The Australian bullying recently announced an inquiry into workplace bullying. The public service should be leading the way in putting a stop to workplace bullying. Sadly, the reality is that there is a gap between what is espoused and what actually happens in the Australian Public Service. Ticking the boxes on administrative processes is not good enough.
So how does the U.S federal public service fair on this important issue?
For some quite a while now I’ve been working on by submission to the Australian Government inquiry in to workplace bullying. It has been a lengthy journey and there have been many discussions. What I have attempted to do is paint a clear sociological picture of workplace bullying in the Australian Public Service.
To varying degrees my submission applies to organisations outside the APS. However, I have focused on the APS for one simple reason. The APS serves our Federal Government and will be charged with developing and implementing policies. Consequently, it is imperative that the APS get its’ now house in order.
Similarly, I am aware that the Australian Taxation Office (ATO) may feel singled out by my submission. Such views are simply untrue. The fact of the matter is the the ATO is a lead agency and should, therefore, set a leading example. It does not.
I have drawn on the work of a few academics when preparing this submission. Those include:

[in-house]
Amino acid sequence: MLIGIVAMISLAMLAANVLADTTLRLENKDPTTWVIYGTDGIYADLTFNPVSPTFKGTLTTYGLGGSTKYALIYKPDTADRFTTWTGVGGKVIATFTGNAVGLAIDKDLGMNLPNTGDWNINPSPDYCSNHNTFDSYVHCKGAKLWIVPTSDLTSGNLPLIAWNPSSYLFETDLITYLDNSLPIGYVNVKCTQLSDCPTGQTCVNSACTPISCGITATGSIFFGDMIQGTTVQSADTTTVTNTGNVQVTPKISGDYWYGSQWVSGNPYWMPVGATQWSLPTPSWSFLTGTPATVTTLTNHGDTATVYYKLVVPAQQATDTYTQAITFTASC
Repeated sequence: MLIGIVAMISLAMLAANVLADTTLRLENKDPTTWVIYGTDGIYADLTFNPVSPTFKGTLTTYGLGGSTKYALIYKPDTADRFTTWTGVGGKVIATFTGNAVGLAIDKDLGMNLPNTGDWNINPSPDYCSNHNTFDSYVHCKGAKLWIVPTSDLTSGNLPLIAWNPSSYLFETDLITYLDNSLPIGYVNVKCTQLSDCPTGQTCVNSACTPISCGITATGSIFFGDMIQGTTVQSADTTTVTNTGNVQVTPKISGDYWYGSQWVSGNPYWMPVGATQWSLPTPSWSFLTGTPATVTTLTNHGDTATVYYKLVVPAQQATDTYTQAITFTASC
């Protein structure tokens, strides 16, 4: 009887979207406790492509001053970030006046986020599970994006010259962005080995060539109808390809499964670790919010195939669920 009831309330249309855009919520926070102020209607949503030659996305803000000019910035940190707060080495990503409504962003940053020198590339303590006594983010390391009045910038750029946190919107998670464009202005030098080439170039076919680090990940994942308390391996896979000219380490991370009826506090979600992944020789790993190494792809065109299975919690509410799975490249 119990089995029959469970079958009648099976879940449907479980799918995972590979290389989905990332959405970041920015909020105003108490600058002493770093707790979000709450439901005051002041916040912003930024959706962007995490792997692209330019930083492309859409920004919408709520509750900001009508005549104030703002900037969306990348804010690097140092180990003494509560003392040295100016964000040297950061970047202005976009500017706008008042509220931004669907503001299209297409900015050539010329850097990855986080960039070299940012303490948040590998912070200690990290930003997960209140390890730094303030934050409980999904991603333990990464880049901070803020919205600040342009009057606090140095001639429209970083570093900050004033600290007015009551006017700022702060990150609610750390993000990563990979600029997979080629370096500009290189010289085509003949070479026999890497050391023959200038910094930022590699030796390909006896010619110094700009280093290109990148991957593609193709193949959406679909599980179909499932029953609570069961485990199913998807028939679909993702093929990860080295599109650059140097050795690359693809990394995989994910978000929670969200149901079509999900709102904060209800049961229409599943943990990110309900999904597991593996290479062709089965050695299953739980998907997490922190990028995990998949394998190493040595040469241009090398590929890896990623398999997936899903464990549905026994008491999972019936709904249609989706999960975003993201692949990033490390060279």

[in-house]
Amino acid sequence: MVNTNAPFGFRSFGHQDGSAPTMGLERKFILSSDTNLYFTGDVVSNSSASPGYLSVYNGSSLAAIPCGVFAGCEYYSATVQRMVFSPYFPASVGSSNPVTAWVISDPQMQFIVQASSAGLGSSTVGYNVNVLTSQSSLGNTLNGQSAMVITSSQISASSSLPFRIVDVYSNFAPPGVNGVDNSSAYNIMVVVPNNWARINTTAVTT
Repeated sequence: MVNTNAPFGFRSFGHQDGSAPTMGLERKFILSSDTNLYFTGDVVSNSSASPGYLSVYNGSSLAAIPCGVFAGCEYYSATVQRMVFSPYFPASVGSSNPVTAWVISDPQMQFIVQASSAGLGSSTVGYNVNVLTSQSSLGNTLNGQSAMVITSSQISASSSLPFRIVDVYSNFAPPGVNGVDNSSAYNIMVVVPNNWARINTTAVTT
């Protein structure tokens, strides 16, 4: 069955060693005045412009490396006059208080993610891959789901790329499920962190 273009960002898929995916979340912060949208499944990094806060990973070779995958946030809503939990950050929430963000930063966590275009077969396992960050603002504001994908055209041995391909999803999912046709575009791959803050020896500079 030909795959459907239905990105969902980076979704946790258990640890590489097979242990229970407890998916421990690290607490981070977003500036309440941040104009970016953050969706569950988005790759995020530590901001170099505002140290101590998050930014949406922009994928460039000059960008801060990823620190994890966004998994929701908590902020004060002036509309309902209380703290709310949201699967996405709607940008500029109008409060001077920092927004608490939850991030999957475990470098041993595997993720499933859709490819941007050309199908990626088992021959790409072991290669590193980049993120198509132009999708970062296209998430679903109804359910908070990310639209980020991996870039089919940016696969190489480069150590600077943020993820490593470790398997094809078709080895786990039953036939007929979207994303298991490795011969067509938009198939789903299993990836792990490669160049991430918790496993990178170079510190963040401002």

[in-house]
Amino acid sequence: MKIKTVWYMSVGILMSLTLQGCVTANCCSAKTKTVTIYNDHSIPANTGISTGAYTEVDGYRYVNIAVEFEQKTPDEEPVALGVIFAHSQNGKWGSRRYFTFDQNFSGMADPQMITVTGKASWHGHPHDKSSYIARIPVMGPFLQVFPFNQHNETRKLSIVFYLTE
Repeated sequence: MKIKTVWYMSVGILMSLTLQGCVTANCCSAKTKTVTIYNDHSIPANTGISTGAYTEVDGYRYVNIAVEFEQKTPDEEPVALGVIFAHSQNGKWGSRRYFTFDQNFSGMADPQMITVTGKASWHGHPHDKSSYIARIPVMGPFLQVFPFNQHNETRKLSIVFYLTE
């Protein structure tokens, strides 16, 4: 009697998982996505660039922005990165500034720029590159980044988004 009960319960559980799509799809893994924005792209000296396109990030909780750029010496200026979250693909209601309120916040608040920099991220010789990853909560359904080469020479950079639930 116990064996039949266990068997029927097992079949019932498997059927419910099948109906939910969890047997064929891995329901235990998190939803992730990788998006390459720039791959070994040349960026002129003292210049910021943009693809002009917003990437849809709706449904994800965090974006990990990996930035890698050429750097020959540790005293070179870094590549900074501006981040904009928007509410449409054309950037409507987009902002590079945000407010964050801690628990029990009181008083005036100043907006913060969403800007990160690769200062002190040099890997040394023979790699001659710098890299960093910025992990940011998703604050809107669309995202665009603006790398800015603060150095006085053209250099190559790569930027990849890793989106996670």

- Irving Goffman’s seminal work on asylums
- The concerns of the anti-psychiatry movement
- Berger and Luckmans’ The Social Construction of Reality
I have done so because I believe what is being missed in APS is that process and functions within agencies are much more that administrative mechanisms. They shape the individuals experience of work by shaping the culture. And when those processes are distorted and become abusive – which is what corporate HR has been instrumental in – you have a major problem.
The nature of my submission has also been shaped by contemporary management theory and my wider concerns about the impact of this abusive corporate sub-culture on open government. As I’ve written and said before you can’t have open government without an open public service. In this regard I point you to my piece in the Canberra Times, The paranoia that will ‘shut’ government and the report Management 2.0 Hackathon prepared by the Management Information Exchange, Saba and the Enterprise 2.0 Conference.
So that’s the argument. I”ll be interested to know what people think of The Totalitarian Practices of Corporate Human Resources.